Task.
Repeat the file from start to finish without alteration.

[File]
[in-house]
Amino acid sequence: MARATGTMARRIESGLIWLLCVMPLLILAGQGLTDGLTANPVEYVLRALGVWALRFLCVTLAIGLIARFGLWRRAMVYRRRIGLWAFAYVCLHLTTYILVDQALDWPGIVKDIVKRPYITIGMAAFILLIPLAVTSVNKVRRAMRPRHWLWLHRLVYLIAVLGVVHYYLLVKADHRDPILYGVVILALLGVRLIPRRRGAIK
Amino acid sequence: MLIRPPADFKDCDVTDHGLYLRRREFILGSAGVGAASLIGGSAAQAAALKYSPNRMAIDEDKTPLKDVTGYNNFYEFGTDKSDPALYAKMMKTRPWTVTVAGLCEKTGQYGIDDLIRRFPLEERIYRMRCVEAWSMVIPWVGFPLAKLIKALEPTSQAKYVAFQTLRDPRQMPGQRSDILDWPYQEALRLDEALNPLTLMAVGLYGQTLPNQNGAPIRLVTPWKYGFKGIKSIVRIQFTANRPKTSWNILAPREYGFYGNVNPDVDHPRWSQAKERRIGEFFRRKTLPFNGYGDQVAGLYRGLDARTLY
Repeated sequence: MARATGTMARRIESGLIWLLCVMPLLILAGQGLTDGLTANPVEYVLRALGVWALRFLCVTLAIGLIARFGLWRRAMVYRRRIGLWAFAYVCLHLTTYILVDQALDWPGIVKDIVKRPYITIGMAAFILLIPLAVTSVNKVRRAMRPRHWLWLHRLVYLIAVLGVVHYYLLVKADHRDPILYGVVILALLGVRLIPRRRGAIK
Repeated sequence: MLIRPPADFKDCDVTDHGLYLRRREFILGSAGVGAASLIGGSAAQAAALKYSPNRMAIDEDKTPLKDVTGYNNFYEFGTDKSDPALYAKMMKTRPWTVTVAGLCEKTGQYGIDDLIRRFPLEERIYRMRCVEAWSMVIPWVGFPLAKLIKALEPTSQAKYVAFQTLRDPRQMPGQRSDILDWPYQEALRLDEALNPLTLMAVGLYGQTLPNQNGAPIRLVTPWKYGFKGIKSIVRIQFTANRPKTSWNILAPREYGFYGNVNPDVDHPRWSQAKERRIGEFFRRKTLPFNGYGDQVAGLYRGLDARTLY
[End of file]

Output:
[in-house]
Amino acid sequence: MARATGTMARRIESGLIWLLCVMPLLILAGQGLTDGLTANPVEYVLRALGVWALRFLCVTLAIGLIARFGLWRRAMVYRRRIGLWAFAYVCLHLTTYILVDQALDWPGIVKDIVKRPYITIGMAAFILLIPLAVTSVNKVRRAMRPRHWLWLHRLVYLIAVLGVVHYYLLVKADHRDPILYGVVILALLGVRLIPRRRGAIK
Amino acid sequence: MLIRPPADFKDCDVTDHGLYLRRREFILGSAGVGAASLIGGSAAQAAALKYSPNRMAIDEDKTPLKDVTGYNNFYEFGTDKSDPALYAKMMKTRPWTVTVAGLCEKTGQYGIDDLIRRFPLEERIYRMRCVEAWSMVIPWVGFPLAKLIKALEPTSQAKYVAFQTLRDPRQMPGQRSDILDWPYQEALRLDEALNPLTLMAVGLYGQTLPNQNGAPIRLVTPWKYGFKGIKSIVRIQFTANRPKTSWNILAPREYGFYGNVNPDVDHPRWSQAKERRIGEFFRRKTLPFNGYGDQVAGLYRGLDARTLY
Repeated sequence: MARATGTMARRIESGLIWLLCVMPLLILAGQGLTDGLTANPVEYVLRALGVWALRFLCVTLAIGLIARFGLWRRAMVYRRRIGLWAFAYVCLHLTTYILVDQALDWPGIVKDIVKRPYITIGMAAFILLIPLAVTSVNKVRRAMRPRHWLWLHRLVYLIAVLGVVHYYLLVKADHRDPILYGVVILALLGVRLIPRRRGAIK
Repeated sequence: MLIRPPADFKDCDVTDHGLYLRRREFILGSAGVGAASLIGGSAAQAAALKYSPNRMAIDEDKTPLKDVTGYNNFYEFGTDKSDPALYAKMMKTRPWTVTVAGLCEKTGQYGIDDLIRRFPLEERIYRMRCVEAWSMVIPWVGFPLAKLIKALEPTSQAKYVAFQTLRDPRQMPGQRSDILDWPYQEALRLDEALNPLTLMAVGLYGQTLPNQNGAPIRLVTPWKYGFKGIKSIVRIQFTANRPKTSWNILAPREYGFYGNVNPDVDHPRWSQAKERRIGEFFRRKTLPFNGYGDQVAGLYRGLDARTLY